Thursday, July 14, 2016

Ghostbusters Review: 2016 Reboot is Mild at Best!

There are many franchises that have helped to define the world of movies, but perhaps none may be as cherished as the likes of Ghostbusters. In 1984 director Ivan Reitman, along with writers/stars Dan Akroyd and Harold Ramis, created one of the most beloved comedies of the 80's. While the film has only had two films to its name, Ghostbusters has been able to expand its fandom with the likes of television, comics and video games. The idea of a new Ghostbusters film has been talked about for many years now; and while many have hoped for the day that Ghostbusters 3 would appear on the silver screen, that day has never come. However that is not to say that the Ghostbusters would not return to the big screen as now in theaters is a reboot to series. Directed by Paul Feig, Ghostbusters takes a new spin on the series by having a female Ghostbuster team. Despite the controversy surrounding the film, there was no denying that this reboot was among one of the most anticipated films to see season; but does Ghostbusters truly answer the call for fans everywhere?

Ghostbusters centers on Erin Gilbert (Kristen Wiig): a scientist who has put her investigation on the supernatural behind her. However Erin gets back into her roots after she and her old friend Abby Yates (Melissa McCarthy) discover a malevolent ghost haunting a building. After this discovery, and loosing her job, Erin joins Abby on a new expedition to find and catch ghosts. Together with the engineer Jillian Holtzman (Kate McKinnon) and the MTA Worker Patty Tolan (Leslie Jones) the four become the group known as the Ghostbusters. While learning how to catch ghosts, the four ladies discovers that someone is trying to pull the spirit world into the physical one, and it up to them to save New York.

The plot to this reboot uses the concept of an origin story; and this idea did work to the movie's favor. Seeing the Ghostbusters building themselves up in this occupation did help to give this new take on the franchise its own sense of identity. However while this move was not a bad one, I cannot say that the origin concept was truly effective when comparing it to other movies that have used the idea. The concept has been done to death and the problem in this case is that Ghostbusters' plot does nothing new with the idea. Because of this the plot could feel both generic and predictable in many places, and it rarely expanded on its own plot points such as Erin's dilemma about not being commemorated for her work. This plot was surrounded by simplicity and that was not a bad thing, but a stronger execution in this ghostly story could have made for a refreshing tale.

The cast to this film was good, but I cannot say this ensemble was flawless. When it came to the performances, everyone was effective. However the characters themselves seemed to be holding many of the actors back. When it came down to it many of these movie's characters were not that interesting. While both Kristen Wiig and Melissa McCarthy do the best that they can, their characters were not written well as their direction seemed lost in translation. The same could be said about the other two Ghostbusters; particularly Holtzman. Holtzman had all the makings on being a great character, but her excessive direction made this Ghostbuster feel two dimensional as she was just portrayed to be crazy and nothing more. The supporting cast was not much different in this issue. Chris Hemsworth does a great job as the secretary Kevin, but his one not direction could get irritating at time (I get it: He's Dumb). Neil Casey as the antagonist Rowan was also one noted. While his direction of being a society reject was a good reflection for the girls' dilemma, the character had almost no development and his motives just felt cliched. Minors characters like Mayor Bradley (Andy Garcia) and cameos from the original cast fell under same issues: fun performances but lacking in substance. Again this cast was well performed, but even the strongest of ensembles can have issues when there is little to no  dimension in the character themselves.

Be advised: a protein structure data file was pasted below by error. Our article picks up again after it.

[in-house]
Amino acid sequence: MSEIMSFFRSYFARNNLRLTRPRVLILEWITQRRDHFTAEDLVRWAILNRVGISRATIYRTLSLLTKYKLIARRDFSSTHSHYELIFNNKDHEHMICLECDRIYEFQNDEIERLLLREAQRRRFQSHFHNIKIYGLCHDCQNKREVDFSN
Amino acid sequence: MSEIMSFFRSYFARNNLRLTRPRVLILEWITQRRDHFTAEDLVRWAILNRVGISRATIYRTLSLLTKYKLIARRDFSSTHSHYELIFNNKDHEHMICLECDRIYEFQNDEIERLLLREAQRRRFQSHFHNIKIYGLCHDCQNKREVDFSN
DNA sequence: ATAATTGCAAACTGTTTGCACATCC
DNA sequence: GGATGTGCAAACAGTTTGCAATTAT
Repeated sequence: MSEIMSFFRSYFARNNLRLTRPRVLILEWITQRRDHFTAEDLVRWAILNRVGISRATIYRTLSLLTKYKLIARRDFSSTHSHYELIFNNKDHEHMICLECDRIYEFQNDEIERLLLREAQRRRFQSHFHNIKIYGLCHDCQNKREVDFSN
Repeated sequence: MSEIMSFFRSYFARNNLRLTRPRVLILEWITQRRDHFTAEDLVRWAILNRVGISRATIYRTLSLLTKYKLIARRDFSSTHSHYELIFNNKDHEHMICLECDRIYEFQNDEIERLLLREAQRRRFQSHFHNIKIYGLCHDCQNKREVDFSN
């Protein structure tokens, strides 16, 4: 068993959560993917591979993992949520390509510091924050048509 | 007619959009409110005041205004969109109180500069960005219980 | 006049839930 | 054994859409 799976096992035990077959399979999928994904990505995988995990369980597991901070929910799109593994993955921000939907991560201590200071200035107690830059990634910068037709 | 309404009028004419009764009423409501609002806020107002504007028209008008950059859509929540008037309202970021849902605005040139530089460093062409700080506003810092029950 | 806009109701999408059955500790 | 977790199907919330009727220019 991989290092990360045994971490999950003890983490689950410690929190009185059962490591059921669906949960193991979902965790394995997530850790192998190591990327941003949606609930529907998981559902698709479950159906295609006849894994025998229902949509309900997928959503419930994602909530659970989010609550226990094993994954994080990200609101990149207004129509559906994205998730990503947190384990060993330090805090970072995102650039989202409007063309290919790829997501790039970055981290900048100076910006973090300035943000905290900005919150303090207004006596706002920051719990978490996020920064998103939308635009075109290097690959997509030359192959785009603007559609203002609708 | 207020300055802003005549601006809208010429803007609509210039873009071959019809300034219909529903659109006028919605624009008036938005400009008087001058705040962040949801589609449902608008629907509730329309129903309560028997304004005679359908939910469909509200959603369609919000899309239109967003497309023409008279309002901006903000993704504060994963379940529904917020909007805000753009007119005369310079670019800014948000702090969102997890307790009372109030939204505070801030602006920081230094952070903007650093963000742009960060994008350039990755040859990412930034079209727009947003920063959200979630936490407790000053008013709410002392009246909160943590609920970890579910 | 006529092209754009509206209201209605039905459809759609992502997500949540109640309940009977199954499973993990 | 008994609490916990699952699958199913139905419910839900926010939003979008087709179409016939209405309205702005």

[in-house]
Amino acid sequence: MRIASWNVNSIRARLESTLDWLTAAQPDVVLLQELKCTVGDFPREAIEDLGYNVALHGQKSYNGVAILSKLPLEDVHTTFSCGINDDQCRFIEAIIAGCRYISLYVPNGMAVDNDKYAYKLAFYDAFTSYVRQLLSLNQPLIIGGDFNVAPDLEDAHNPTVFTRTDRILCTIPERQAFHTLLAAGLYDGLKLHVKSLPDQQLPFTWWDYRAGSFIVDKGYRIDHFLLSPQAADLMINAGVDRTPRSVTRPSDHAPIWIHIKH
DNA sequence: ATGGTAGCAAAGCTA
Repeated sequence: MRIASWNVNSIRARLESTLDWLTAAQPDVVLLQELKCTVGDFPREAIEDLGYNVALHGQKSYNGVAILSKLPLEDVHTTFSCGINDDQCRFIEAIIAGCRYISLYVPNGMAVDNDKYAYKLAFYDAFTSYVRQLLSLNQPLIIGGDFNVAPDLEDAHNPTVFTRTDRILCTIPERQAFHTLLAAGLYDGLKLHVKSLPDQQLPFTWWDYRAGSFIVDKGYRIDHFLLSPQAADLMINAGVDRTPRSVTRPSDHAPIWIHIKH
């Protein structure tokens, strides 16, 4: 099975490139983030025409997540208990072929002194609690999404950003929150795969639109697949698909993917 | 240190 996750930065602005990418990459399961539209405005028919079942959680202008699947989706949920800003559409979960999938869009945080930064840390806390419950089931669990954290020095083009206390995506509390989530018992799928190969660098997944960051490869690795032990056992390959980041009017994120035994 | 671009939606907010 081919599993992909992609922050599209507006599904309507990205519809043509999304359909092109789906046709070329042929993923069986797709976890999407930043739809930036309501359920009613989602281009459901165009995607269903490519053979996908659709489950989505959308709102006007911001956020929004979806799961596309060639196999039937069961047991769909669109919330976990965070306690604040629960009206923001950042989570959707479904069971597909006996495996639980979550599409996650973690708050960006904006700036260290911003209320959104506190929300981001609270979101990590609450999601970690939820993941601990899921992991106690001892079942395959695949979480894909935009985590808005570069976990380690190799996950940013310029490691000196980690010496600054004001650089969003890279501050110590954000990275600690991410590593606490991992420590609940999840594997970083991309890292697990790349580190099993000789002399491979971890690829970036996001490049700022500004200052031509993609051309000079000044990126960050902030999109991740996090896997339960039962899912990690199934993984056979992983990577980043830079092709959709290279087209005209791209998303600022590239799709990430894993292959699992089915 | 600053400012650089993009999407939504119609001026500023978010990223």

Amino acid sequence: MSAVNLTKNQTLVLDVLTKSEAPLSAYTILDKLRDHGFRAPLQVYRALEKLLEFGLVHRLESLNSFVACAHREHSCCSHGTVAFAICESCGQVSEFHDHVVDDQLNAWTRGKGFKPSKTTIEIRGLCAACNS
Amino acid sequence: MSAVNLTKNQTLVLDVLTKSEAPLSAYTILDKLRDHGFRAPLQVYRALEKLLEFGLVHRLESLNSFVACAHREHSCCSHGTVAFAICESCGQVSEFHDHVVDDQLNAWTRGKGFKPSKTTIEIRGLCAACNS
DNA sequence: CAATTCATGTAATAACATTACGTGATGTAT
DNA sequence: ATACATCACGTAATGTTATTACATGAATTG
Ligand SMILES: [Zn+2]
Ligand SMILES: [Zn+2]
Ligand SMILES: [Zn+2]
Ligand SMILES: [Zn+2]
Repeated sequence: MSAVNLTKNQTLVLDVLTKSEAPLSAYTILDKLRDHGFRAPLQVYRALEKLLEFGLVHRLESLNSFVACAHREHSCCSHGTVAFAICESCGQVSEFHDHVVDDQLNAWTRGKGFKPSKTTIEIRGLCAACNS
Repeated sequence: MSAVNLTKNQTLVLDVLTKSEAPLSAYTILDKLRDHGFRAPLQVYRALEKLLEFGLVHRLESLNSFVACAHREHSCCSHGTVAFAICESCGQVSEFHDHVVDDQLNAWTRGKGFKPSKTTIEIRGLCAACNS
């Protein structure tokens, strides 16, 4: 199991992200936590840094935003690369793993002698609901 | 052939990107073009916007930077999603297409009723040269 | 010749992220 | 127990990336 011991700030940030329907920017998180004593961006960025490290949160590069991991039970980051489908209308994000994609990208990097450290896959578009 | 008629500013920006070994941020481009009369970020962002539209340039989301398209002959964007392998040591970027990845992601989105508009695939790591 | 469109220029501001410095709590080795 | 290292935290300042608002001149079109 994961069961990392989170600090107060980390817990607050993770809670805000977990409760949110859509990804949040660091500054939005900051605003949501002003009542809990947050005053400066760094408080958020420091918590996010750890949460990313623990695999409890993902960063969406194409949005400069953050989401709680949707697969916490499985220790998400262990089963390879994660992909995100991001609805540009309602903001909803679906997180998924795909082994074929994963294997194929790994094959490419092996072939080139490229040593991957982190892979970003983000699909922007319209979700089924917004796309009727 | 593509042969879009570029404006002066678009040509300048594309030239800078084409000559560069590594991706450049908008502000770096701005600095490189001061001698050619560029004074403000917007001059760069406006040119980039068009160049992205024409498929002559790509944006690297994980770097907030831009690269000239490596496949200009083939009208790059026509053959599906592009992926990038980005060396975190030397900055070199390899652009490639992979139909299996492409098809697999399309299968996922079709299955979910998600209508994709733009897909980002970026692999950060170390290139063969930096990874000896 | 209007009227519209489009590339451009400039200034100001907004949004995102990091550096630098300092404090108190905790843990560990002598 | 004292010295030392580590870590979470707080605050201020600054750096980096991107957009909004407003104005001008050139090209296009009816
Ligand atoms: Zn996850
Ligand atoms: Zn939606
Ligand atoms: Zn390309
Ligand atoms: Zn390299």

Despite the issues I had with the story and characters, those problems were minimal compared to my biggest gripe: the comedy. When it came down to it, the humor of Ghostbusters was not that funny. It was not the worst that I have ever seen but the film's sense of humor fell under the issues that I see in most modern comedies: excessive punchlines and poor timing. While I found certain moments to be humorous, the fact is that I thought that this aspect was severely lacking in its execution. While the humor was underwhelming, the same thing could not be said about the film's effects. While the movie uses cg effects, it did use this visual tactic to the best of its abilities. I particularly enjoyed the ghost chasing sequences as they could be entertaining; albeit a little dry in the area of creativity. Another thing that did not work in the film's favor was the direction to continually bringing up the first film. A few moments would have been fine, but the movie's excessive need to have cameos and references not only hurt this blockbuster's reputation but its predecessor as well.

As it stands Ghostbusters is an enjoyable blockbuster, but I cannot say that I am fan of this reboot. The movie had all the potential of being a refreshing take on the series, but its excessive direction in areas like story and characters hurt its presentation. Still with the strong performances from the cast and the determination from the filmmakers, Ghostbusters was an attempt to give this franchise a new life; and although it may not fully succeeded in this area, I will not condemn this reboot for at least trying.

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